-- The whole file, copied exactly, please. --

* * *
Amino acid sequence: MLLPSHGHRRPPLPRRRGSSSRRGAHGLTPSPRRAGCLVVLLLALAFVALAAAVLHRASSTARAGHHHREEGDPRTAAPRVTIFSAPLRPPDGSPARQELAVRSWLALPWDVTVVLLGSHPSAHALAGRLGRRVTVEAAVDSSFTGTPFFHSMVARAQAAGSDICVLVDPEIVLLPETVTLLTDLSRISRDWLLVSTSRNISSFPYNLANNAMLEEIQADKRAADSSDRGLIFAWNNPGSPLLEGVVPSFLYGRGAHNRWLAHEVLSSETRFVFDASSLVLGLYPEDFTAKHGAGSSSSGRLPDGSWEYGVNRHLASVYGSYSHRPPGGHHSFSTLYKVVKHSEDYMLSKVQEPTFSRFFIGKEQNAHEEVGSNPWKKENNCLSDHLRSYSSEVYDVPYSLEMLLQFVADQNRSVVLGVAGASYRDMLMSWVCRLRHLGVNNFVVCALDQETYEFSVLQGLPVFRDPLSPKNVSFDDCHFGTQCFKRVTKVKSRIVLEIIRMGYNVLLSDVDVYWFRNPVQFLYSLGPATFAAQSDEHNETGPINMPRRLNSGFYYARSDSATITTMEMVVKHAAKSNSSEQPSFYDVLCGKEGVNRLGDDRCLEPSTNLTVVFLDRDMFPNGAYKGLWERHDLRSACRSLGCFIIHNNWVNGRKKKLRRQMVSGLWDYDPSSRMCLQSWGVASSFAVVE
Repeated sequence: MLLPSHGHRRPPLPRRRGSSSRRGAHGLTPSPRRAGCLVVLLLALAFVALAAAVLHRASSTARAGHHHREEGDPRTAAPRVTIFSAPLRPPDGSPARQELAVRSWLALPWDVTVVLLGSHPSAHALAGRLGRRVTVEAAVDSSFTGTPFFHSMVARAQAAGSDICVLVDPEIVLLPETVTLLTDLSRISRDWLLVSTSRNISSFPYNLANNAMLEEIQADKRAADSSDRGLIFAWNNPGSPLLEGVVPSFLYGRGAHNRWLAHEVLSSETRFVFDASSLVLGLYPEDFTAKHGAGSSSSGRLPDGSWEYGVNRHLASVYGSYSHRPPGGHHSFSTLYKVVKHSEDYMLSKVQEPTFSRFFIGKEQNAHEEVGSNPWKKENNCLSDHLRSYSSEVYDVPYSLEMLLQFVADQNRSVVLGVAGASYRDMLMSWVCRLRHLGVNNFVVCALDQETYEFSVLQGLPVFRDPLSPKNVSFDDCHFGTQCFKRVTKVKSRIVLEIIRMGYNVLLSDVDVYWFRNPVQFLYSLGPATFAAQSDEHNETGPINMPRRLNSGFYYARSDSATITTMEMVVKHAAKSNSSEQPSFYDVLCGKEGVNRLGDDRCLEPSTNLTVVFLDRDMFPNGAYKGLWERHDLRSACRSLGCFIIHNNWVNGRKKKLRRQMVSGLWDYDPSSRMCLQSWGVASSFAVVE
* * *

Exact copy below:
Amino acid sequence: MLLPSHGHRRPPLPRRRGSSSRRGAHGLTPSPRRAGCLVVLLLALAFVALAAAVLHRASSTARAGHHHREEGDPRTAAPRVTIFSAPLRPPDGSPARQELAVRSWLALPWDVTVVLLGSHPSAHALAGRLGRRVTVEAAVDSSFTGTPFFHSMVARAQAAGSDICVLVDPEIVLLPETVTLLTDLSRISRDWLLVSTSRNISSFPYNLANNAMLEEIQADKRAADSSDRGLIFAWNNPGSPLLEGVVPSFLYGRGAHNRWLAHEVLSSETRFVFDASSLVLGLYPEDFTAKHGAGSSSSGRLPDGSWEYGVNRHLASVYGSYSHRPPGGHHSFSTLYKVVKHSEDYMLSKVQEPTFSRFFIGKEQNAHEEVGSNPWKKENNCLSDHLRSYSSEVYDVPYSLEMLLQFVADQNRSVVLGVAGASYRDMLMSWVCRLRHLGVNNFVVCALDQETYEFSVLQGLPVFRDPLSPKNVSFDDCHFGTQCFKRVTKVKSRIVLEIIRMGYNVLLSDVDVYWFRNPVQFLYSLGPATFAAQSDEHNETGPINMPRRLNSGFYYARSDSATITTMEMVVKHAAKSNSSEQPSFYDVLCGKEGVNRLGDDRCLEPSTNLTVVFLDRDMFPNGAYKGLWERHDLRSACRSLGCFIIHNNWVNGRKKKLRRQMVSGLWDYDPSSRMCLQSWGVASSFAVVE
Repeated sequence: MLLPSHGHRRPPLPRRRGSSSRRGAHGLTPSPRRAGCLVVLLLALAFVALAAAVLHRASSTARAGHHHREEGDPRTAAPRVTIFSAPLRPPDGSPARQELAVRSWLALPWDVTVVLLGSHPSAHALAGRLGRRVTVEAAVDSSFTGTPFFHSMVARAQAAGSDICVLVDPEIVLLPETVTLLTDLSRISRDWLLVSTSRNISSFPYNLANNAMLEEIQADKRAADSSDRGLIFAWNNPGSPLLEGVVPSFLYGRGAHNRWLAHEVLSSETRFVFDASSLVLGLYPEDFTAKHGAGSSSSGRLPDGSWEYGVNRHLASVYGSYSHRPPGGHHSFSTLYKVVKHSEDYMLSKVQEPTFSRFFIGKEQNAHEEVGSNPWKKENNCLSDHLRSYSSEVYDVPYSLEMLLQFVADQNRSVVLGVAGASYRDMLMSWVCRLRHLGVNNFVVCALDQETYEFSVLQGLPVFRDPLSPKNVSFDDCHFGTQCFKRVTKVKSRIVLEIIRMGYNVLLSDVDVYWFRNPVQFLYSLGPATFAAQSDEHNETGPINMPRRLNSGFYYARSDSATITTMEMVVKHAAKSNSSEQPSFYDVLCGKEGVNRLGDDRCLEPSTNLTVVFLDRDMFPNGAYKGLWERHDLRSACRSLGCFIIHNNWVNGRKKKLRRQMVSGLWDYDPSSRMCLQSWGVASSFAVVE